For years it was a given to get a dedicated sound card for your PC as it was the only way to get quality sound. However, modern PCs have good audio hardware built into their motherboards. But special sound cards still exist.
What is the use of a special sound card?
Companies such as the long-time sound card manufacturer, Creative and PC hardware manufacturers, Asus and EVGA, still make special sound card hardware.
But who is buying them? Are they worth the investment? Do you still need a sound card in your PC despite the built-in audio? The answer depends on what “need”
The thing about the audio hardware built into modern motherboards is that it is good. It works very well, and most people are fine with it. However, it cannot provide the same clarity, detail and effects as dedicated audio hardware for a very simple reason.
The main problem affecting audio performance on PCs is electrical interference. The motherboard is a hotbed of activity with electrical impulses flying through the PCIe lanes between the GPU and CPU, not to mention the work the chipset does. Then there are the RAM, USB connections and all that beautiful RGB lighting.
All this action creates a background noise that can diminish the overall audio performance. In an effort to reduce potential interference, many motherboards include isolation and shielding for the audio components. This definitely improves the situation, but it cannot completely remove electrical interference.
You will not hear this interference very often. It is especially noticeable when your PC is hard at work. If you plug in headphones, turn your audio all the way up, and then start transferring a large file, you might be able to hear it. Still, you’re more likely to hear it when a game is on a silent loading screen or when you’re waiting for your computer to handle another heavy load with no active audio.
For example, I logged in the game for hundreds of hours The Division 2. Most of that time I’ve been using my motherboard’s built-in audio. Whenever the game hit the initial loading screen, there was always a hiss over the audio due to electrical interference from the motherboard. I never thought about it much, and eventually it just faded into the background.
Then I picked up a sound card. Suddenly, not only was the hiss gone, but there were underlying sounds that I had never heard before. This was a nice perk, but who cares about loading screen sounds?
The more noticeable differences were in-game. There was more sonic detail, and all the sounds were generally more pop. The direction of enemy footsteps was also more accurate so it improved my gameplay.
I noticed all these improvements over a ho-hum generic pair of stereo headphones. A better pair would no doubt lead to an even greater improvement.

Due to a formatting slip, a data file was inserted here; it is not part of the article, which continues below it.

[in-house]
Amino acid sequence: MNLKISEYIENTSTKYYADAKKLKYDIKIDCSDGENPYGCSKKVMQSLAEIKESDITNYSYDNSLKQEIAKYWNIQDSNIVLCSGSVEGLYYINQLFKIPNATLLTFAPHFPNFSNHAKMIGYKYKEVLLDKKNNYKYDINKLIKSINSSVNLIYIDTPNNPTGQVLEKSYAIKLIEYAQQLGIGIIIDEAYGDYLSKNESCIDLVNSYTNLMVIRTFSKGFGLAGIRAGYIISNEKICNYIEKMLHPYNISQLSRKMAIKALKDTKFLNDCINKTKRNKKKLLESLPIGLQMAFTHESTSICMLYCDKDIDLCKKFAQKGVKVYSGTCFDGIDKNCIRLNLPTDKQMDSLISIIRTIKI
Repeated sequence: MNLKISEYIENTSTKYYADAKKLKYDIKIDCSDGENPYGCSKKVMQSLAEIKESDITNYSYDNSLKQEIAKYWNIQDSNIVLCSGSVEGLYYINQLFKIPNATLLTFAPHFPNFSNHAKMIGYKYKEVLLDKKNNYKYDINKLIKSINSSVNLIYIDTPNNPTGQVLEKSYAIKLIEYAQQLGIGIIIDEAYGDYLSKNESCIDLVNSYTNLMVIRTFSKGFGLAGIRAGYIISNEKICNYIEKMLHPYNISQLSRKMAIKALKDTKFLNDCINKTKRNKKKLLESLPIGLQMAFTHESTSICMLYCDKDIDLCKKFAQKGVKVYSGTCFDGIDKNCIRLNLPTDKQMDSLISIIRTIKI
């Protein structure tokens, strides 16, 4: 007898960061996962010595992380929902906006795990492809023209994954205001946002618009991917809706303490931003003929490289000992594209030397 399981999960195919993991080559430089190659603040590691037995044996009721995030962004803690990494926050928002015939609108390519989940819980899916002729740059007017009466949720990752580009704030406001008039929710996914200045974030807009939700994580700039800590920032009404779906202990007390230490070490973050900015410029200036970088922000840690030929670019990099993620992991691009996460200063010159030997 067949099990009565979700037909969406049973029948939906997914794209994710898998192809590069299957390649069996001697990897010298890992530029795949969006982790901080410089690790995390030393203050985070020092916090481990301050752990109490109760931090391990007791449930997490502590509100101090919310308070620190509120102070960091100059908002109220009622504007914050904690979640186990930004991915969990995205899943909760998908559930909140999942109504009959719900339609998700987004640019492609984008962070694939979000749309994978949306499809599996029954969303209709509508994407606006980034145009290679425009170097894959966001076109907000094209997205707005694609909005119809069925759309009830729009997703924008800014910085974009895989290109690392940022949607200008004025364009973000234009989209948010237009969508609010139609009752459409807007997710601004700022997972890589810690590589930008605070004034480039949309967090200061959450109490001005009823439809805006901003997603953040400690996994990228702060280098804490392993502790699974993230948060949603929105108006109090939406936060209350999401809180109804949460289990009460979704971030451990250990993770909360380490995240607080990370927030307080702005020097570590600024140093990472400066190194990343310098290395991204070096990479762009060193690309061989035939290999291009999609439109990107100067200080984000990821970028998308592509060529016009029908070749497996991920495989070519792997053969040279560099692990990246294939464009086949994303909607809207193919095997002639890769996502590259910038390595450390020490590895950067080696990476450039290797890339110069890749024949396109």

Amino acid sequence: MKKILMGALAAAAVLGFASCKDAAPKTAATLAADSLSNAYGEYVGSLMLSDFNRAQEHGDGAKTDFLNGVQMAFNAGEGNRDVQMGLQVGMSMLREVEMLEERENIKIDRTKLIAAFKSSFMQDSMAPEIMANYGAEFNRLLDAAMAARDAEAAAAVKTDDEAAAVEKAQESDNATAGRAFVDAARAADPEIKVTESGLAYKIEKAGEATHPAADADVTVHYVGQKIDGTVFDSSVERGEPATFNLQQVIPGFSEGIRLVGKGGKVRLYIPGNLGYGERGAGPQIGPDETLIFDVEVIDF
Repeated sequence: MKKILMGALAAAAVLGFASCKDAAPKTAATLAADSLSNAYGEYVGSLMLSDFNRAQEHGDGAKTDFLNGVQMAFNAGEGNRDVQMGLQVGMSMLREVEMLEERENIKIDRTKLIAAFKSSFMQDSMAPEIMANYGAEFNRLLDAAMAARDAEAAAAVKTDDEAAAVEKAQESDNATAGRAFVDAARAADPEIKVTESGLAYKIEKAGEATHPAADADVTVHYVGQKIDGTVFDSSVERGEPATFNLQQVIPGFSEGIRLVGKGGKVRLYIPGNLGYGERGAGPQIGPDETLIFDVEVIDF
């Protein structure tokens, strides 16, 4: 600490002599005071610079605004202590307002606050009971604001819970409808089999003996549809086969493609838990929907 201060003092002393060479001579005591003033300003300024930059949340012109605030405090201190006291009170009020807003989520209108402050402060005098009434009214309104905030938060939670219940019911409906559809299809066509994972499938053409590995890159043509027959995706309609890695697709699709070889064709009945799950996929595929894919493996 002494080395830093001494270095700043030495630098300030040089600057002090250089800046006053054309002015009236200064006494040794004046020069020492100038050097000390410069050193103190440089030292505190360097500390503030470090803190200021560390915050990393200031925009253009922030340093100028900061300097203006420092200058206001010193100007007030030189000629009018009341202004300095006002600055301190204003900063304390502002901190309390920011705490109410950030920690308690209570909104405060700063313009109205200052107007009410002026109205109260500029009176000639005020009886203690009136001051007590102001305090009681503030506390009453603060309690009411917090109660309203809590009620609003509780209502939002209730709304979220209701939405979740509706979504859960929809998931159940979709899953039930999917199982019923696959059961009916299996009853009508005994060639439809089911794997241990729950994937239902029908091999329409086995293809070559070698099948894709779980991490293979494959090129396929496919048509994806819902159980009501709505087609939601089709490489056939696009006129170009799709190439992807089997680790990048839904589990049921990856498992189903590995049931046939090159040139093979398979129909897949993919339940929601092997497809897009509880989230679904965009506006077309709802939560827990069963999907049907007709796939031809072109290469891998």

Are good headphones a better investment?
One of the most common responses when people ask if they should get a sound card is, “You better spend that money on high-quality headphones.” Sound cards can run anywhere from $ 40 to nearly $ 400, which is enough for a sturdy pair of cans.
A good pair of headphones certainly improves your audio experience, but that alone cannot solve the electrical interference problems inherent in built-in motherboard audio. They can even make any interference noise more pronounced.
However, a sound card takes care of all the audio processing above the “noise” of the motherboard. It’s still close to the source of the failure, but sometimes it’s just that simple “step up” from the motherboard to a stand-alone component in a PCIe slot that makes all the difference.
But sound cards aren’t the only solution to PC audio problems. Another alternative is an external digital-to-audio converter (DAC). A DAC converts digital audio signals into analog sound that your headphones or speakers can use.
DAC boxes just sit on your desk, and the consumer models usually have a built-in amplifier too. People who prefer DACs claim that it further separates the sound from possible electrical interference from the motherboard.
DACs can also work with multiple devices, so it’s not tied to your desktop like an internal sound card.
Do you need to buy a special sound card?
There is no doubt that a sound card would enhance your audio experience on a PC. However, whether it’s worth the cost depends on your personal experience and preferences. Audio results are not like the graphics benchmarks that determine whether your GPU has reached, exceeded, or undershot the minimum bar of 60 frames per second.
When it comes to audio, you see and hear terms such as warmth, pop, wider dynamic range, deeper bass and clear sound. These are all completely subjective and boil down to what you want to get out of your audio experience.
If you want the best possible sound for your PC, a sound card or DAC will solve all the problems that better headphones can’t. However, if you use speakers more often than headphones, you would still get great benefits from dedicated PC audio hardware.
If you haven’t noticed any interference issues, you should probably invest in a good pair of headphones. But who says you can’t have both? If you pick up a sound card or DAC and fix any interference issues, you’ll probably save for better headphones anyway.